College athletes devote a tremendous amount of time, energy, and mental space to their craft—and when these athletics end, it can be tough to adjust to the amount of free time you’ll have. To keep this transition from causing stress, it’s essential to be prepared. Below, former professional athlete Arthur Lynch shares five tips to help ease the transition to life after sports.
Plan for Upheaval
“First, the good news,” says Lynch—”the skills that you’ve spent years strengthening and honing won’t go to waste.” From the thrill of competition to the discipline needed to balance a full courseload with your studies, you’ll be able to use the lessons you’ve learned from athletics to make this transition easier.
One of the steps to reduce the stress associated with the shift to life after competitive sports involves planning—including planning for upheaval. Contingency plans can help provide peace of mind that no matter what happens, you’ll be able to handle it. But you’ll also need to be aware that you can’t plan for everything, and expecting (and preparing for) some upheaval in your post-college life can also help you easily navigate turbulent patches.
Some steps you can take to prepare for the next stage of life include:
- Actively participating in classes
- Taking advantage of athletic and academic departments for post-college references and career advice
- Taking part in extracurricular activities besides sports
- Developing a plan for repayment of any student loans
- Looking ahead 3, 6, 9, and 12 months and setting goals and expectations for where you’d like to be at those points
By learning to be more flexible and open, you’ll be better able to chart your path through the post-athletics stage of your life.
Keep Healthy Habits
Maintaining a healthy diet and exercise regimen post-college can be tough, especially once you move on to a full-time job. As your activity level decreases and you grow older, you’ll need to adjust how you eat, otherwise, you may find yourself gaining weight or losing flexibility. Keep in mind things like
- Limiting portion sizes
- Getting enough fiber
- Consuming the recommended amount of fruits and vegetables each day
- Eating fried, fatty, or high-sodium foods only in moderation
- Staying hydrated
While you don’t need to make radical changes to your diet, staying aware of your approximate calorie consumption and output can help you keep your weight stable and remain in top physical shape for years after you’ve hung up your college athletic shoes.
Manage Your Stress
Sports and athletics can be one of the most effective stress management methods. By getting your frustrations out on the field or court, you’ll be able to increase mood-boosting endorphins while gaining some perspective on what’s bothering you. But Lynch warns that “once you stop spending so much time playing and practicing sports, you’ll need to work on replacing this stress management method with other effective techniques.”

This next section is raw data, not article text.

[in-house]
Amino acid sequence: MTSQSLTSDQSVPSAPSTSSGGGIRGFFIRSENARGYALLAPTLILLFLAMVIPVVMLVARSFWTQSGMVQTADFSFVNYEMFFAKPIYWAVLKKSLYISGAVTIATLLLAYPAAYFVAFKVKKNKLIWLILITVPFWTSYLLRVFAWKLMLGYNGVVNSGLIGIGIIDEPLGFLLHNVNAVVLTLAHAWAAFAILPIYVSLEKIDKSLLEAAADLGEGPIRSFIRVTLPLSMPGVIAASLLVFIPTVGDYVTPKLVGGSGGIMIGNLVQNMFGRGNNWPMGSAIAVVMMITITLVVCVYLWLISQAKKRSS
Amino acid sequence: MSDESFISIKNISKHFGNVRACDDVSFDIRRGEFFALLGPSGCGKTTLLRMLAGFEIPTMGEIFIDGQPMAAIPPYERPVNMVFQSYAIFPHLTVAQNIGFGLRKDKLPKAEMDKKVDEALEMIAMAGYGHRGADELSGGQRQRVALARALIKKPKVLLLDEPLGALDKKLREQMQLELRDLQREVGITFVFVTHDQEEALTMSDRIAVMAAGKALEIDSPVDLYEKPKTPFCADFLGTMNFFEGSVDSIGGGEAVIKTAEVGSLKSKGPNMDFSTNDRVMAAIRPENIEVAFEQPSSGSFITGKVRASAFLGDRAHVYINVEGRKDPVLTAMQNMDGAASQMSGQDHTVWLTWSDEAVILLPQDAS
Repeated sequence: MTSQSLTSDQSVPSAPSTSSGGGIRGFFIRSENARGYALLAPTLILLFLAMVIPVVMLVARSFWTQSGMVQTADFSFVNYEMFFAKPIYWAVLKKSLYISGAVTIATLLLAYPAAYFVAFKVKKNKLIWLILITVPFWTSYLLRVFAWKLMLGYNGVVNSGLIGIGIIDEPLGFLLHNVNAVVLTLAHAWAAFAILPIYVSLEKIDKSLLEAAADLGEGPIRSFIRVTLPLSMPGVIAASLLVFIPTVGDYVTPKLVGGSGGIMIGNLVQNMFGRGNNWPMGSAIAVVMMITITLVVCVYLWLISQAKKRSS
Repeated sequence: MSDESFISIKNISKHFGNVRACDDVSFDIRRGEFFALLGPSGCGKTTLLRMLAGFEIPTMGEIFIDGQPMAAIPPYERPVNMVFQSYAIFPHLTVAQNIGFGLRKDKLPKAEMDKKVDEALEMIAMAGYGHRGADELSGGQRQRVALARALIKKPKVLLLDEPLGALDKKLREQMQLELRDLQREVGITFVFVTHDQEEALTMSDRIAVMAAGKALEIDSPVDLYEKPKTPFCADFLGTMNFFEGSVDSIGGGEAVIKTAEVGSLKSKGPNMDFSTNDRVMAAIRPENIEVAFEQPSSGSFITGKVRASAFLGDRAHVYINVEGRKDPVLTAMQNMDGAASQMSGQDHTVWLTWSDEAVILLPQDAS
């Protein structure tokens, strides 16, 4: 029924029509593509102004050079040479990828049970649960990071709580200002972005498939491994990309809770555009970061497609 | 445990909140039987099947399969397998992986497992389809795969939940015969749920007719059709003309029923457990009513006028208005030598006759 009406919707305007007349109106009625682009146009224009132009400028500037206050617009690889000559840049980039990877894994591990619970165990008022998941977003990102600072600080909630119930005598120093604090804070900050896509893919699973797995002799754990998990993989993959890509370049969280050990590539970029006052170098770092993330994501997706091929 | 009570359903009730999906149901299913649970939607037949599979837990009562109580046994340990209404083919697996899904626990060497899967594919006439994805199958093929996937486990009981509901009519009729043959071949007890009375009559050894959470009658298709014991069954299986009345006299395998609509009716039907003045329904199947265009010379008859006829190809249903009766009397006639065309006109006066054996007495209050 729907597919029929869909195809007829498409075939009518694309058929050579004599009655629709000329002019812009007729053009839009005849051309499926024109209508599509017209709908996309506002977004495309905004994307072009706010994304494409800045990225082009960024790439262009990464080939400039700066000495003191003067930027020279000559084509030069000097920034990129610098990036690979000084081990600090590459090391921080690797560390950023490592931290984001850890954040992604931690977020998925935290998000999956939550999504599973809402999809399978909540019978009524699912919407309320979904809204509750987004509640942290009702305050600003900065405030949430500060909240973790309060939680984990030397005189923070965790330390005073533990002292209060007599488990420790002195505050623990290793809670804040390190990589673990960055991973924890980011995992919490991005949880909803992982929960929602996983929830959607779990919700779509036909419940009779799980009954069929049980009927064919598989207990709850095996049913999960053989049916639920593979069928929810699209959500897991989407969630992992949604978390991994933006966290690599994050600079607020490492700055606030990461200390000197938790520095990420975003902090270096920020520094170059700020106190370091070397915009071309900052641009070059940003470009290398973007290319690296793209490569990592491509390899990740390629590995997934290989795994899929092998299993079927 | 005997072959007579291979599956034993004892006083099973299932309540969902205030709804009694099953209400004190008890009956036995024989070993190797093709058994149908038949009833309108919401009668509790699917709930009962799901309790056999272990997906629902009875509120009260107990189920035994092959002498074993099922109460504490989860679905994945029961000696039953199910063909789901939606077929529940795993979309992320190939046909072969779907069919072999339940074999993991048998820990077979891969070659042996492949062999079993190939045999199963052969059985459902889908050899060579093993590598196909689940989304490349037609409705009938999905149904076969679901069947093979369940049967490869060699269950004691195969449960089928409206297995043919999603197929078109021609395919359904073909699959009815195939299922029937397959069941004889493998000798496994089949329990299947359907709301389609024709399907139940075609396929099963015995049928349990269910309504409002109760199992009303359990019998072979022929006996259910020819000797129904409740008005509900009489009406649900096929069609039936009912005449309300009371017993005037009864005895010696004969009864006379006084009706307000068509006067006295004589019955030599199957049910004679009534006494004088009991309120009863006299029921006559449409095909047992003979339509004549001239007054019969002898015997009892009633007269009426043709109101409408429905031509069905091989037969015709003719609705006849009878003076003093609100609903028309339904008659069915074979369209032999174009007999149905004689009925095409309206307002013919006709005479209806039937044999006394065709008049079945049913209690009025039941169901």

Some ways former college athletes can manage stress include:
- Pursuing activities like yoga, meditation, and deep breathing exercises
- Developing and repeating mantras and words of affirmation to stay positive
- Making an effort to remain mindful and present in the moment
- Journal your thoughts and experiences to help process them
- Seek help from a therapist to tackle sticky emotions or situations
Once you work to discover and maintain a post-college balance, you’ll feel better equipped to manage your stress.
Define Your Support System
Having a solid support system can help keep you motivated when you’re feeling unsure, help enhance your job-seeking network, and give you a sounding board for ideas and concerns. By identifying your support system before you leave your college athletics career, you’ll be in a better position to benefit from the support these people provide when you need it the most. Members of your support system can include family, friends, teachers, coaches, employers, and other mentors.
It can be nerve-wracking to reach out to a support system member or admit you need help. But remember—your support system only works if every member is committed to your well-being. A strong support system will be happy to help you in any way you need and will be glad you asked for help instead of struggling in silence.
Keep a Structure and Routine
A final tip to help transition to life after competitive sports is to maintain a sense of structure and routine in your daily life. Even if you’re no longer waking up before dawn to hit the gym, having (and sticking to) these commitments can give you a sense of purpose and help you continue to develop and achieve goals.
About Arthur Lynch:
Former professional athlete Arthur Lynch has built a name for himself in college and NFL football. He was a Tight End drafted in the fifth round of the 2014 NFL Draft by the Miami Dolphins and played with various teams. While his career has taken him from the NFL and into business and finance, Mr. Lynch actively contributes to his community as a Special Olympics volunteer and ran the 2021 NYC Marathon in partnership with Haymakers for Hope, a charitable organization that’s sole mission is to fight cancer.